Monthly Archives: May 2009

I’ve been wrapping Der Deutsche Correspondent in archival Tyvek for a couple weeks now. It’s slightly more time consuming than I originally thought it would be, but it is still enjoyable. I’m happy to wrap these precious newspapers in archival materials to better preserve them. The photographs below illustrate a portion of the process. The Tyvek is rolled out on a table, the bound volumes are placed on the Tyvek as the meauring tool, the Tyvek is cut, the bound volume is unwrapped, and the volume is re-wrapped in Tyvek. I have printed four labels per volume to stick on the top, sides, and one end of the volume so that someone searching in our storage area could easily find the volume they are looking for.








After much planning and consideration, I began my Tyvek project yesterday. All 98 volumes of Der Deutsche Correspondent that we hold are currently wrapped in brown craft paper. These newspapers will be sent to an outside vendor for digitization, so keeping them wrapped in a material that needs to be ripped in order to remove is just not practical. I am removing the craft paper from each book and wrapping them in Tyvek.

Tyvek is actually a registered trademark of DuPont. Tyvek is high-density polyethylene fibers, a synthetic material. Tyvek is very strong – it is difficult to tear but can be cut easily with scissors. It is a very breathable material as well as liquid-proof. You may have seen Tyvek wrapped around buildings and houses while under construction, used as car covers, envelopes, or CD/DVD sleeves. New Zealand even used this material for drivers license’s from 1986 to 1999. Bank notes have also been made using Tyvek.


I have set up a table in the storage area where the collection is held. It’s best not to move a collection from one place to another if you don’t have to. The more this collection moves, the more damage will be done. Armed with scissors, four rolls of Tyvek, blue painter’s tape (which is the best to hold the Tyvek together because it can be easily removed), a Ticonderoga pencil, and 66 pages of labels (four labels per bound volume), I will have these volumes ready for digitization in a few days.

Below is an example of an early volume that I found that is not bound. These loose editions are sandwiched between two mat boards and tied together with string. Not only does this makeover allow me to provide an acid-free environment for the newspaper, but it allows me to see each and every volume. This is important in order to relay my findings to the vendor that will be digitizing the collection.



The first public announcement of the digitization of Der Deutsche Correspondent and the creation of the Hilgenberg Archive was made in the Spring/Summer 2009 issue of Maryland Historical Society News, which was released late last week. The article featured in this issue is on page 10, titled, “Resurrecting Print Media: Digitizing Der Deutsche Correspondent“. It was written by myself and edited by Joe Tropea of the City Paper. The photograph is of Mr. Hilgenberg and I browsing a later volume of Der Deutsche Correspondent. I have included the short article below.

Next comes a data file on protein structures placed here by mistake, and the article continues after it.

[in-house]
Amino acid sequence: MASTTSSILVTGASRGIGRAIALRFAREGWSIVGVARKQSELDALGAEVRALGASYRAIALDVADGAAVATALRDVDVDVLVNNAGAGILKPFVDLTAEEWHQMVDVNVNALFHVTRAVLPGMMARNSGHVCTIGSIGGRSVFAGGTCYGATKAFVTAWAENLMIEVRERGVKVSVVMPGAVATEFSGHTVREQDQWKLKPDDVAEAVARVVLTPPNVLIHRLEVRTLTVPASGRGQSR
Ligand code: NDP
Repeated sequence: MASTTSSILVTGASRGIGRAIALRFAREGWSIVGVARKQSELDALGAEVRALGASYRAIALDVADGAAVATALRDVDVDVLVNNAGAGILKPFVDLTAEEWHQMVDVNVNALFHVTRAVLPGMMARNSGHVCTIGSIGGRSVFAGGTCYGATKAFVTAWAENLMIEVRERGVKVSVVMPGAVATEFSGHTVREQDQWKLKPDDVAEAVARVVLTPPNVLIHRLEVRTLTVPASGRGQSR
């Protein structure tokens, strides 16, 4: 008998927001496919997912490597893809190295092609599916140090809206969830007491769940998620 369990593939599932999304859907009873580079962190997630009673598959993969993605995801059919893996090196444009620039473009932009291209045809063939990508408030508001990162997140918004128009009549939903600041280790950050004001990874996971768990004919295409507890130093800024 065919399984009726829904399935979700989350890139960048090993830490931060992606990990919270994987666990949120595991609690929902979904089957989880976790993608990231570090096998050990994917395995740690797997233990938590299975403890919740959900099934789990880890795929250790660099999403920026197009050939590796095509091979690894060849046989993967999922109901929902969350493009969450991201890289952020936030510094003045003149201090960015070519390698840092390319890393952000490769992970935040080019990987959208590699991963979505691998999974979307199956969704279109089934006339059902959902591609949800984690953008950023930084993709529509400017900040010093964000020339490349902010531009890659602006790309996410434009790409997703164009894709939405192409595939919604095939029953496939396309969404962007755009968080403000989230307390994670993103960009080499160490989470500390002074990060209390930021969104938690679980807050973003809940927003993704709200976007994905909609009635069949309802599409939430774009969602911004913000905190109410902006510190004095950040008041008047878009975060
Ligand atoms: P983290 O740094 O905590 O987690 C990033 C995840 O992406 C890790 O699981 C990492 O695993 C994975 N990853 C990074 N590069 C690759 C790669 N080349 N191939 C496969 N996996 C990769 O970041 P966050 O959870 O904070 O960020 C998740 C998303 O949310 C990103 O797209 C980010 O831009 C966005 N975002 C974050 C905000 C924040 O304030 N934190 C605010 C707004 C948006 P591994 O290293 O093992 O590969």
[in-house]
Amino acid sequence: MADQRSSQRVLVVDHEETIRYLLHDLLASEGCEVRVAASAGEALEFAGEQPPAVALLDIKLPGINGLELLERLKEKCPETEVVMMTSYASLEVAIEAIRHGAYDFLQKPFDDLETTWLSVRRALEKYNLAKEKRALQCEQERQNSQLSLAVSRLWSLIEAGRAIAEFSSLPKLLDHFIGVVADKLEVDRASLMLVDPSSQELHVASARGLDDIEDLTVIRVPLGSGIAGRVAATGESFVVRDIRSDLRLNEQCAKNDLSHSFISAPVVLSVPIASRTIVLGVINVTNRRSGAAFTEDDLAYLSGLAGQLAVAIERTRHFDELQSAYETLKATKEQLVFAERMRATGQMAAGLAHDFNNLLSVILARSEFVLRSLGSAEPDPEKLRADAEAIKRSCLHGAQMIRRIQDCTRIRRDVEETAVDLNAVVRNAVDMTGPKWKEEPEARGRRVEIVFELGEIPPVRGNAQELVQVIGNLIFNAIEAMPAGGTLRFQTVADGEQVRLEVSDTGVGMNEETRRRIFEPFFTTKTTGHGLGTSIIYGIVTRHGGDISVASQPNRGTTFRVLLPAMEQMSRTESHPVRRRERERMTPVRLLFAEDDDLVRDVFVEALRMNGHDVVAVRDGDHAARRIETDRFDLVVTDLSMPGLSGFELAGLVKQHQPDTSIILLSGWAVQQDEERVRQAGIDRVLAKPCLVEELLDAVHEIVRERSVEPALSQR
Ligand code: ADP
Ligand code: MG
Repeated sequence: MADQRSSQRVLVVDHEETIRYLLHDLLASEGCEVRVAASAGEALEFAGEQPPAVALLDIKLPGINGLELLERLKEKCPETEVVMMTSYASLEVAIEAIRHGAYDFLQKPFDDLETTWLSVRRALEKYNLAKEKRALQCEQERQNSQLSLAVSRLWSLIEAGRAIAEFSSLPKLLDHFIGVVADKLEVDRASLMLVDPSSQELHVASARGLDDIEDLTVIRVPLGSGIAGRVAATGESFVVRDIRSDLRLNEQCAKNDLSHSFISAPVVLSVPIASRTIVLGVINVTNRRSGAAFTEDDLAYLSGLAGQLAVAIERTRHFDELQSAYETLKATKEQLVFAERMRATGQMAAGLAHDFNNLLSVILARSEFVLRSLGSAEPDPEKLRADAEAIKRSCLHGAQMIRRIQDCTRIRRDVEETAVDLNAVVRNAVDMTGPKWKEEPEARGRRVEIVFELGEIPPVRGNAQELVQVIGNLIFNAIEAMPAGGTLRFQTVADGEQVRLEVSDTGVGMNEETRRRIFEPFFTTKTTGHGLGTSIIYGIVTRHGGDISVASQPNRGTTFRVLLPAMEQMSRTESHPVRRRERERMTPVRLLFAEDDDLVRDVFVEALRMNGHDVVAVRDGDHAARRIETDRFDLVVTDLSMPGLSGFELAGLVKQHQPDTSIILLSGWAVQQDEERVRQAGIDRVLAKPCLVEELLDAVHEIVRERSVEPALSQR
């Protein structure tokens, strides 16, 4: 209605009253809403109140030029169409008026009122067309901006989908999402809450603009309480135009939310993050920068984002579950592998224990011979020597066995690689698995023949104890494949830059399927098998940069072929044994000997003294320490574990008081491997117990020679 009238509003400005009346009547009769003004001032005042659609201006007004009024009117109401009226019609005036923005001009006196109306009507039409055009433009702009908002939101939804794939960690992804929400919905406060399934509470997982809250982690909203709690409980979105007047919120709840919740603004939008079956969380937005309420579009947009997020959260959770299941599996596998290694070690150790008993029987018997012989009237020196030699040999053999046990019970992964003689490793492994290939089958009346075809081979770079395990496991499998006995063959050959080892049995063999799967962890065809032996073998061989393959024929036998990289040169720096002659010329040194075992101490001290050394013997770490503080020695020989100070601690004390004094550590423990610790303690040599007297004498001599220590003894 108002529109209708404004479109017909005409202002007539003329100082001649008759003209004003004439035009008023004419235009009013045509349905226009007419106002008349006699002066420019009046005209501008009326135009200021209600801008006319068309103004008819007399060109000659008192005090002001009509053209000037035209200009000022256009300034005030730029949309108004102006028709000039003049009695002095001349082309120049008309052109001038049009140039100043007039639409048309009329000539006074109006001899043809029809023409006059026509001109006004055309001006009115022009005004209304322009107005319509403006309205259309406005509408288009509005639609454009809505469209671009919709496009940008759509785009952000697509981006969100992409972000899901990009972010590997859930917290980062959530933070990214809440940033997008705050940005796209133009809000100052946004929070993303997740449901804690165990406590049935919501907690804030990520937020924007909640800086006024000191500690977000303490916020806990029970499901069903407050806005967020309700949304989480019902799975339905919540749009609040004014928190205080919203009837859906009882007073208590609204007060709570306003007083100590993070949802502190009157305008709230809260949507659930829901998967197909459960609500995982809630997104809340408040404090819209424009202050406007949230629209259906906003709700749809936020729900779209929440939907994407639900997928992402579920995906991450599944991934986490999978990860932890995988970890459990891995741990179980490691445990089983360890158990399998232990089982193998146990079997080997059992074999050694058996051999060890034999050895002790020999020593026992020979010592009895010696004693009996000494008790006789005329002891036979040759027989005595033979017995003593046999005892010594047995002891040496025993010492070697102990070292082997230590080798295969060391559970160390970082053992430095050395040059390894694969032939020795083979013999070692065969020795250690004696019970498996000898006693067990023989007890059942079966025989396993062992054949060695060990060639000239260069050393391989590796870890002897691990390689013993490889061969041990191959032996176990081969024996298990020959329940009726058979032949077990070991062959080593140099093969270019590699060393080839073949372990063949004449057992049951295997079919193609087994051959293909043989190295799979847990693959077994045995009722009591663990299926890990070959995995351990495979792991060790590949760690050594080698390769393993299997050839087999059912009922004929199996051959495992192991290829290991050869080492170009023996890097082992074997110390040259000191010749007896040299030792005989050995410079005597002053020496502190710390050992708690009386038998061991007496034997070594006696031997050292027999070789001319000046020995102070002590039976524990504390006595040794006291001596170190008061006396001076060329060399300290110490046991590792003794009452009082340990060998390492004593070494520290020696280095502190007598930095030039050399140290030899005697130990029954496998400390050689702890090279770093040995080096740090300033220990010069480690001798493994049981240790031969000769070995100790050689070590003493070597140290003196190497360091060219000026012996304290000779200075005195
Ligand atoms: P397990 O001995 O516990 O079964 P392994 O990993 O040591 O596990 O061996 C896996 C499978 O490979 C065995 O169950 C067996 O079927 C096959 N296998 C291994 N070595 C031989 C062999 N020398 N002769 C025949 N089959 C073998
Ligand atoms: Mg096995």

Resurrecting Print Media: Digitizing Der Deutsche Correspondent

The past year has seen many American newspapers fold or go online only. As anxiety about the death of newsprint increases, MdHS is set to embark on a project that will provide access to an important German-American newspaper from its holdings, Der Deutsche Correspondent. Thanks to a generous grant provided by the Charles Edward Hilgenberg Fund of the Baltimore Community Foundation and the support of Mr. John Hilgenberg and family, digitizing the collection will yield a valuable resource for a wide variety of researchers.

Between 1725 and 1775, German was widely spoken in the United States as a tide of German immigrants landed upon its shores, many of them settling in Maryland. Among them was Frederick Raine. He immigrated to Baltimore in late 1840 after having spent time in M√ľnster, Germany, working as a newspaper apprentice. After only a few months in the city, he saw the need for a German-language newspaper. Just shy of his eighteenth birthday, Raine began printing Der Deutsche Correspondent.

Der Deutsche Correspondent was in print from 1841 through 1918. It grew from a weekly to a bi-weekly, and finally to a prominent daily paper. As owner, founder, and editor, Raine was held in high regard for providing a first-class newspaper to the German-speaking population of the region. His newspaper reported on important historical events such as the European Revolutions of 1848, the American Civil War, and the Franco-Prussian War, conflicts in Asia, Italy, and Austria, and countless political campaigns.

MdHS is proud to have the most substantial known collection of Der Deutsche Correspondent. It consists of 98 bound volumes, totaling 84,000 pages of newsprint. In order to digitize these extremely fragile newspapers, the bound editions require a high-performance overhead scanning system that will provide a high-resolution digital surrogate of each page to allow every word on every page to be legible.

The goals include providing web-based access to Der Deutsche Correspondent, and implementing a Maryland German Heritage program based at MdHS. An annual open house, a potential joint-exhibition with a museum in Germany, and internships for German-language students are also being considered.

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